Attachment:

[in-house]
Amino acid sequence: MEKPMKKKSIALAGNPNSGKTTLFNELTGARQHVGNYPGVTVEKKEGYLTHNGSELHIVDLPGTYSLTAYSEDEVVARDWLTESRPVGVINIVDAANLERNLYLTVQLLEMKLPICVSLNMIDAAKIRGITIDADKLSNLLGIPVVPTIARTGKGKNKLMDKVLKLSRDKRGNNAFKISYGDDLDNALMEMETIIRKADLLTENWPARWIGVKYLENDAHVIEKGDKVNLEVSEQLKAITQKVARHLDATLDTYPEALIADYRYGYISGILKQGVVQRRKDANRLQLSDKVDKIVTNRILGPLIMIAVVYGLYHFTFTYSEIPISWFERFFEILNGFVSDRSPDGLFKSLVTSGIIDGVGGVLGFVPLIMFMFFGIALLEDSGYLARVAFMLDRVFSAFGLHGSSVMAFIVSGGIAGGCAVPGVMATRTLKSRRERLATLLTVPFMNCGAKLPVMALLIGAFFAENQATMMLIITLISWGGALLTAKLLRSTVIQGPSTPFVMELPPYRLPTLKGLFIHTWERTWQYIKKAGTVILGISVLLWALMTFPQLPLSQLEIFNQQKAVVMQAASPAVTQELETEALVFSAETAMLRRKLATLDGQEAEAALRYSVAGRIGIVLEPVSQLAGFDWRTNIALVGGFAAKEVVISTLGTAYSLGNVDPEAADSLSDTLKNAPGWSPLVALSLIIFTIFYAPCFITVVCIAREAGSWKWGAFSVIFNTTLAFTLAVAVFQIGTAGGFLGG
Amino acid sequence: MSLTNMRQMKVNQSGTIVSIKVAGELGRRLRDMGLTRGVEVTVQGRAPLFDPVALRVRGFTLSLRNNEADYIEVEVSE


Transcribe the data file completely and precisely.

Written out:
[in-house]
Amino acid sequence: MEKPMKKKSIALAGNPNSGKTTLFNELTGARQHVGNYPGVTVEKKEGYLTHNGSELHIVDLPGTYSLTAYSEDEVVARDWLTESRPVGVINIVDAANLERNLYLTVQLLEMKLPICVSLNMIDAAKIRGITIDADKLSNLLGIPVVPTIARTGKGKNKLMDKVLKLSRDKRGNNAFKISYGDDLDNALMEMETIIRKADLLTENWPARWIGVKYLENDAHVIEKGDKVNLEVSEQLKAITQKVARHLDATLDTYPEALIADYRYGYISGILKQGVVQRRKDANRLQLSDKVDKIVTNRILGPLIMIAVVYGLYHFTFTYSEIPISWFERFFEILNGFVSDRSPDGLFKSLVTSGIIDGVGGVLGFVPLIMFMFFGIALLEDSGYLARVAFMLDRVFSAFGLHGSSVMAFIVSGGIAGGCAVPGVMATRTLKSRRERLATLLTVPFMNCGAKLPVMALLIGAFFAENQATMMLIITLISWGGALLTAKLLRSTVIQGPSTPFVMELPPYRLPTLKGLFIHTWERTWQYIKKAGTVILGISVLLWALMTFPQLPLSQLEIFNQQKAVVMQAASPAVTQELETEALVFSAETAMLRRKLATLDGQEAEAALRYSVAGRIGIVLEPVSQLAGFDWRTNIALVGGFAAKEVVISTLGTAYSLGNVDPEAADSLSDTLKNAPGWSPLVALSLIIFTIFYAPCFITVVCIAREAGSWKWGAFSVIFNTTLAFTLAVAVFQIGTAGGFLGG
Amino acid sequence: MSLTNMRQMKVNQSGTIVSIKVAGELGRRLRDMGLTRGVEVTVQGRAPLFDPVALRVRGFTLSLRNNEADYIEVEVSE